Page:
Life Sciences in the Commonwealth

The Massachusetts life sciences sector has a wide-ranging spectrum of entities, including industry leaders in manufacturing, pharmaceutical and biotechnology research and development, as well as world-class academic and research institutions. There are roughly 80,000 Massachusetts residents employed in this sector, and hundreds of companies classified as life sciences-related are located in Massachusetts, generating billions in annual business activity.

Massachusetts’ competitive position in life sciences is well-illustrated through the continued success the state has had in receiving key federal funding from NIH related to discovery and commercialization in the sector.

This chart shows the top 10 state receiving funding from the US National Institutes of Health in 2008 funding dollars. Massachusetts is second in total funding received only to California, and ahead of New York, Pennsylvania, Texas, Maryland, North Carolina, Washington, Illinois and Ohio.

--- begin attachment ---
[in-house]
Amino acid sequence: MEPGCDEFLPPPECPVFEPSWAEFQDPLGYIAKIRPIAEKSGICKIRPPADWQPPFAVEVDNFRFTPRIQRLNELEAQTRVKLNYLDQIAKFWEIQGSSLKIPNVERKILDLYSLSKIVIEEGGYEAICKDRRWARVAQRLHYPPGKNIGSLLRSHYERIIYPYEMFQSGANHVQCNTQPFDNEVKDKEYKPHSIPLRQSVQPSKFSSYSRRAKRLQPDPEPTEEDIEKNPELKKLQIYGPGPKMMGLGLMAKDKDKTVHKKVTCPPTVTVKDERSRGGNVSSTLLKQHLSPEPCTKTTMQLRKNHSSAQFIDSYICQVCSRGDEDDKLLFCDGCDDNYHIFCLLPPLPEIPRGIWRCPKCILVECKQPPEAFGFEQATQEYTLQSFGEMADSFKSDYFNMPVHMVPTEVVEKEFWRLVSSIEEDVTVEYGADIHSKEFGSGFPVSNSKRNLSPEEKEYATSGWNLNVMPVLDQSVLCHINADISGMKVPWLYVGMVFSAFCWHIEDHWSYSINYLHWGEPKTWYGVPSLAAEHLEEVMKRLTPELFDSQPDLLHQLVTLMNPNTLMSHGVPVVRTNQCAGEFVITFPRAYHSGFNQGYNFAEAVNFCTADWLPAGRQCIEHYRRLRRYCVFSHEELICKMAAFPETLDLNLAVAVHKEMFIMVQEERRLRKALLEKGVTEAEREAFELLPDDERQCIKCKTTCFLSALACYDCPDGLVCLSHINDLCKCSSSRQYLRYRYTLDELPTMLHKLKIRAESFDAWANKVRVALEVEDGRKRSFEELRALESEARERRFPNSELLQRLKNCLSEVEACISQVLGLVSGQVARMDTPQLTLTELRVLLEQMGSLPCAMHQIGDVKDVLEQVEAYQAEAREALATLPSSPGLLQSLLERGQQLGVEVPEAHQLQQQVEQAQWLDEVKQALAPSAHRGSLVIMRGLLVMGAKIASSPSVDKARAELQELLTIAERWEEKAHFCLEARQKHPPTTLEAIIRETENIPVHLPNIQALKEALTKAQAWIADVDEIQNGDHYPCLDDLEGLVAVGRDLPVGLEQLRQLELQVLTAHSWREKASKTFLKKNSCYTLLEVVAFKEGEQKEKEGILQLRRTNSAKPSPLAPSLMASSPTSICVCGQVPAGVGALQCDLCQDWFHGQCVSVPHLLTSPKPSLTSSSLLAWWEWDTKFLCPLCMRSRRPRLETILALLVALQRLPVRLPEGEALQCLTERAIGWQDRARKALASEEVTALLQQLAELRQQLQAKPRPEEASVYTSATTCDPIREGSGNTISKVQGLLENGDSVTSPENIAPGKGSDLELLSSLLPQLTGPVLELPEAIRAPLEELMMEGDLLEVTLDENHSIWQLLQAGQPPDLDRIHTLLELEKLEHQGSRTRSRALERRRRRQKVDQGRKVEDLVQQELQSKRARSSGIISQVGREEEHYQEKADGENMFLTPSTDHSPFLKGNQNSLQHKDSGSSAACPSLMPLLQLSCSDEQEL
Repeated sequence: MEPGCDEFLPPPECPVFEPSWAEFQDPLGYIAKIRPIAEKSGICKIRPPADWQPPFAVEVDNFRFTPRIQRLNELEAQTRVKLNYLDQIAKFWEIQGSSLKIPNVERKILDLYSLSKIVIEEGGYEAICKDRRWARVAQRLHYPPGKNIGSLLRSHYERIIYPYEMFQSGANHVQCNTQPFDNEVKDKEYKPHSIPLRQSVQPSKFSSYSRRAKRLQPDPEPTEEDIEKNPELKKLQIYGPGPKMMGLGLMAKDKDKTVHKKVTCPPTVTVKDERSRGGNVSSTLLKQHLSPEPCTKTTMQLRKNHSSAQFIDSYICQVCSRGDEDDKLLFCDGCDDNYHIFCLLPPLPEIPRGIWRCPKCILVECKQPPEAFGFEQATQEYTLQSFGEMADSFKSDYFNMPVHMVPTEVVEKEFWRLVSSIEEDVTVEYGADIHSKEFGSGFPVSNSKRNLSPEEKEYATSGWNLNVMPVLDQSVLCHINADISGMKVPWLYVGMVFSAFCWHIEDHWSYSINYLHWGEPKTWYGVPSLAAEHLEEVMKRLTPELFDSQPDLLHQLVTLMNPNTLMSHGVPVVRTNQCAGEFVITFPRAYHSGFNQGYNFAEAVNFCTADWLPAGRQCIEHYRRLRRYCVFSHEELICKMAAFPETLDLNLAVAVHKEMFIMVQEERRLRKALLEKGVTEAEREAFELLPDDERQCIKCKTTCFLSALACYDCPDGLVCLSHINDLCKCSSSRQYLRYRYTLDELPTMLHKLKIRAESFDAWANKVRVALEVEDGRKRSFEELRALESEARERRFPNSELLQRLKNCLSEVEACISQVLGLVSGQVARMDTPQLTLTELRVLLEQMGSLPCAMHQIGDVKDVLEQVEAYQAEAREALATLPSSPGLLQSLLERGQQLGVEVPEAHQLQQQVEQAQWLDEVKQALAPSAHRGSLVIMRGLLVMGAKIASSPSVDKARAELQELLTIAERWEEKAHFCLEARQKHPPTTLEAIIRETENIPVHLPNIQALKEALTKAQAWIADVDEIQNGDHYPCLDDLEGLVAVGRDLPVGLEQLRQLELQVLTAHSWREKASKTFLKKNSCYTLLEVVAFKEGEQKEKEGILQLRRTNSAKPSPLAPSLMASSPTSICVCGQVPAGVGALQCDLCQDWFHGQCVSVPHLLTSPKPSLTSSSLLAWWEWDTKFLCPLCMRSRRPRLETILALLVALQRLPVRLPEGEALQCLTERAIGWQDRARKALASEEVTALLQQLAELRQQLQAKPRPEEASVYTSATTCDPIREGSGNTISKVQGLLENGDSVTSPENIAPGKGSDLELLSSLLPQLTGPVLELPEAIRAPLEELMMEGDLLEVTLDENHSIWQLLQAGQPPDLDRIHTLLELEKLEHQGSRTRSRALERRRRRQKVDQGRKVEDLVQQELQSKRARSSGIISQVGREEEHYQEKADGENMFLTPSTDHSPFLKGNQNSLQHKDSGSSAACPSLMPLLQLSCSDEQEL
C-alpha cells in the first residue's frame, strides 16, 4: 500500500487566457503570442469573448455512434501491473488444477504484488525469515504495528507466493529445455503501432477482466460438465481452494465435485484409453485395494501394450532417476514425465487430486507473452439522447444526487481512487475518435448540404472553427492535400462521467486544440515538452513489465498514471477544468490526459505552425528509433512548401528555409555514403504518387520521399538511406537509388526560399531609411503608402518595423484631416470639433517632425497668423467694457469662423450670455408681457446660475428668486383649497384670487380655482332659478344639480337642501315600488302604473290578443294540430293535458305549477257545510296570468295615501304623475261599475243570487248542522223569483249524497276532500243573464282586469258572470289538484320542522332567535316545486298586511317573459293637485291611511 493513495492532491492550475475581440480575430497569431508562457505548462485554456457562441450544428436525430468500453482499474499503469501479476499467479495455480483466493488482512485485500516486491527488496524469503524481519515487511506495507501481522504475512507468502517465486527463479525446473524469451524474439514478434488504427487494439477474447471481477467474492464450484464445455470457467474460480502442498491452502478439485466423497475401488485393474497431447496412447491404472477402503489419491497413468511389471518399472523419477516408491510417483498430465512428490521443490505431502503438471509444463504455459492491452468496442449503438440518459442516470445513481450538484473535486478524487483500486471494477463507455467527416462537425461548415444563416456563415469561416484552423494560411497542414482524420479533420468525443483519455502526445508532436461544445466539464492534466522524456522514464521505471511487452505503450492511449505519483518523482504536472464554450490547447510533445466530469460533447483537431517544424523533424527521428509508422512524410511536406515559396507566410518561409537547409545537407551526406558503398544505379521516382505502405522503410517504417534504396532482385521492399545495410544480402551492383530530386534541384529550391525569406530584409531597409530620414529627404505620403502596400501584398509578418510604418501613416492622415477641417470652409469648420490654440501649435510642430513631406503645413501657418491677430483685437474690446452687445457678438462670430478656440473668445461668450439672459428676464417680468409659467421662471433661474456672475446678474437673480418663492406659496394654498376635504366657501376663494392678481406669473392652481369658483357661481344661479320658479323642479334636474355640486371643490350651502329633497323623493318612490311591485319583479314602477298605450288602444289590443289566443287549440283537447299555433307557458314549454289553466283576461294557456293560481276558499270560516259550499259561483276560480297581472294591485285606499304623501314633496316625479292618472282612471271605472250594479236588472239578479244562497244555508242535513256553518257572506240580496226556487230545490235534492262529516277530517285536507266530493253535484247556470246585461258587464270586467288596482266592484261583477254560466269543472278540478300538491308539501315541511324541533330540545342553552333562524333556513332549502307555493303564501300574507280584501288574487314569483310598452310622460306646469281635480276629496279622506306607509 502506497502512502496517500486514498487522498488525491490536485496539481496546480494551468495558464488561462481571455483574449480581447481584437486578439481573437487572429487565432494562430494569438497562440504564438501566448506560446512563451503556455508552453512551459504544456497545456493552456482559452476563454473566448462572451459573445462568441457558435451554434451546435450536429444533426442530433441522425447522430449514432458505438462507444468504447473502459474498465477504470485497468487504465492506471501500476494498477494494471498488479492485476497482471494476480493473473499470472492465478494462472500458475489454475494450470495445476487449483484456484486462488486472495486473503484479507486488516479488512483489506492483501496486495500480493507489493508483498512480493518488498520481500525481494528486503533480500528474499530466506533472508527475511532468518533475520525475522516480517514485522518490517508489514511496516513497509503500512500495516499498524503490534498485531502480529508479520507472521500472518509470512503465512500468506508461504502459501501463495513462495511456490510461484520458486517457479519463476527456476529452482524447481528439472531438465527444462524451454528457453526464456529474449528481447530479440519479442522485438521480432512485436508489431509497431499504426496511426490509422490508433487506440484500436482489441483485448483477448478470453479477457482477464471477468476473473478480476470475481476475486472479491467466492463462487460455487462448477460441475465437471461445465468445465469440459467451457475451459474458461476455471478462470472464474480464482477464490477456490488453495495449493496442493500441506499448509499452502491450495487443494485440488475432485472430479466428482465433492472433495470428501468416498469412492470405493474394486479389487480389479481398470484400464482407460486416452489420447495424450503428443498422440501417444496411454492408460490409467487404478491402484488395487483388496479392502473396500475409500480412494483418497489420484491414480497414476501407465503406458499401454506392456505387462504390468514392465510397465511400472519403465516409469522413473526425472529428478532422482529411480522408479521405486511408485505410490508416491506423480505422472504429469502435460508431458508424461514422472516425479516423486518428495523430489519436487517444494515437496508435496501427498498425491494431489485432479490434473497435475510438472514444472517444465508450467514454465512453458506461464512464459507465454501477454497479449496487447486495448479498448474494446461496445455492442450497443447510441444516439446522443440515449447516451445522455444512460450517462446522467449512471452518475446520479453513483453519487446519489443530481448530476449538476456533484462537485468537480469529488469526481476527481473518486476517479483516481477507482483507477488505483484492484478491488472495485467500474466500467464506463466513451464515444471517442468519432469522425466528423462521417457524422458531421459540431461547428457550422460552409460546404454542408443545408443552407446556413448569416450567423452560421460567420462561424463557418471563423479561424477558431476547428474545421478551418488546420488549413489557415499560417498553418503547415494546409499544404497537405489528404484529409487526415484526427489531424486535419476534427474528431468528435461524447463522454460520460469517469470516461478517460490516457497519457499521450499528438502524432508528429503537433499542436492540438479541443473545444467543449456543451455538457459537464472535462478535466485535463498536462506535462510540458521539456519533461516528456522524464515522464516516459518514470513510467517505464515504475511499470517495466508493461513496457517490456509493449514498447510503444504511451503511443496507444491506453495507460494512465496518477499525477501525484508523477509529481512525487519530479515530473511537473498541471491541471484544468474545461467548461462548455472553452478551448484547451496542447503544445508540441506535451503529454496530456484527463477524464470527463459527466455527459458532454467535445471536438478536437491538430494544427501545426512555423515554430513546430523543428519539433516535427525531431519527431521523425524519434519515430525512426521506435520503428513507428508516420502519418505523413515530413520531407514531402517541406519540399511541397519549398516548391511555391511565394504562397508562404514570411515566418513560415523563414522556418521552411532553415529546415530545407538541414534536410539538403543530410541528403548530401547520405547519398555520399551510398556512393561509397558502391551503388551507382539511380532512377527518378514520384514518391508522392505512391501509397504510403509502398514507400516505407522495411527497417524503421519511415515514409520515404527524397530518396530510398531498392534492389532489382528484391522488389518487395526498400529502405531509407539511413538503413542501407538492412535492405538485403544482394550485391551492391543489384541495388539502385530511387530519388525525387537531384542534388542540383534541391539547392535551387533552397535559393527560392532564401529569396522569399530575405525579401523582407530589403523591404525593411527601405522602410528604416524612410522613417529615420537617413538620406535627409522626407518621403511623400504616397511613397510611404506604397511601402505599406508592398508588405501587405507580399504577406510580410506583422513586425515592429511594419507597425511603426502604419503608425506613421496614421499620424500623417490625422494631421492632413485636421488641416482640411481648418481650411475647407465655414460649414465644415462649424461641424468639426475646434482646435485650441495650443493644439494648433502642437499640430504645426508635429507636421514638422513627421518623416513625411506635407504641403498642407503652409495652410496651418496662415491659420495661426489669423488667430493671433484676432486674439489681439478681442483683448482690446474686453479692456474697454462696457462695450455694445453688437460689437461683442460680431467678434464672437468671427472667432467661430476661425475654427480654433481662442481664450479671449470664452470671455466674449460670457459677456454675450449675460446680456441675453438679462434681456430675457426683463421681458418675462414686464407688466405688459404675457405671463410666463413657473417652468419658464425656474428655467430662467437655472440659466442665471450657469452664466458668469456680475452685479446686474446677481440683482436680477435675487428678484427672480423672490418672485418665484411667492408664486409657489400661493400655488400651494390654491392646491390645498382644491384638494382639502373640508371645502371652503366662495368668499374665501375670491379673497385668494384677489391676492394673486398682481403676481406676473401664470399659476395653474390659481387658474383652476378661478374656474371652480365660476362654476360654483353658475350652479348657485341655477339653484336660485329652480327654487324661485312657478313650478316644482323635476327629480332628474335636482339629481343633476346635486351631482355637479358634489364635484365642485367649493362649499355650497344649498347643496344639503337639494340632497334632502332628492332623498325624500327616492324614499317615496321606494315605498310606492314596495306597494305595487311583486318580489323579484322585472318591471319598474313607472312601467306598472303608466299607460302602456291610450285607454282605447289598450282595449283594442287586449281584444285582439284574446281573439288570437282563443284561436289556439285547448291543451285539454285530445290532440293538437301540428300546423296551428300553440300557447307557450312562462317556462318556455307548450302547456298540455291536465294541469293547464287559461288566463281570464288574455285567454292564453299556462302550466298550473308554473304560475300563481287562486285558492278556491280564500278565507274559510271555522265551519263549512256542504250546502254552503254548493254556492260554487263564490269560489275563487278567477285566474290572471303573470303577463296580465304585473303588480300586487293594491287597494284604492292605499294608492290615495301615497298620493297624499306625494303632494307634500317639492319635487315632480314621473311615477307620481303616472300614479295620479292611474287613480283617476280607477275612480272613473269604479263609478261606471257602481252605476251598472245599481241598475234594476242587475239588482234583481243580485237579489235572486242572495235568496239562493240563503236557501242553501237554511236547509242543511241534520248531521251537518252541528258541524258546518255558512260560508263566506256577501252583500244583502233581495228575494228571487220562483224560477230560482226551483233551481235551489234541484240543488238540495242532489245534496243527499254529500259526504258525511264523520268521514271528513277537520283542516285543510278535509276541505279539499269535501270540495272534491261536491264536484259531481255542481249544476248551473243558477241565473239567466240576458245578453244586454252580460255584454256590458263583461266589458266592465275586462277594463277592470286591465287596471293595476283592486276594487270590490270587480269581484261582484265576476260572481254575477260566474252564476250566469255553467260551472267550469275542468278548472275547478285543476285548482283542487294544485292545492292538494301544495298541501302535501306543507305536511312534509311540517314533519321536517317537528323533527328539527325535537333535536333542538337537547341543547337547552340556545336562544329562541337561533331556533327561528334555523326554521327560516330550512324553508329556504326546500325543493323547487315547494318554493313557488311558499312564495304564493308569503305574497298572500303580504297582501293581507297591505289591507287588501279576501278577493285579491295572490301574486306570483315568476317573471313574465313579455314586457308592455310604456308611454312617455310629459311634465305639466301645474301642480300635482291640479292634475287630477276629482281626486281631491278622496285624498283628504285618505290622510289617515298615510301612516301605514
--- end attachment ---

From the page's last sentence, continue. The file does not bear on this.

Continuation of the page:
As the chart above illustrates, Massachusetts continues to be a national leader in research and discovery in life sciences, securing the second largest funding amount in absolute dollars received in 2008 from NIH. Even more encouraging, however, is the fact that Massachusetts leads all states in annual NIH funding when adjusting for population.

This chart shows the per capita funding by state for the top 10 states receiving funding from the National Institutes of Health in 2008. Massachusetts leads the nation in per capita funding levels, followed by the District of Columbia, Maryland, Connecticut, Rhode Island, Washington, Pennsylvania, Vermont, North Carolina and New York.

Finally, some of the latest data demonstrates the state’s continuing success. The table below outlines the competitive position Massachusetts is in with respect to NIH grants funded under the American Recovery and Reinvestment Act (ARRA), second only to California in number of awards received by researchers and institutions in the state.

Massachusetts is second only to California and the number of National Institutes of Health grants received under the American Recovery and Reinvestment Act. Massachusetts is followed by New York, Pennsylvania, Texas, North Carolina, Illinois, Maryland, Ohio and Michigan.

Prepared by Michael Esmond, Executive Office for Administration and Finance ·
For more information contact: (617) 727-2040

top of page link top of page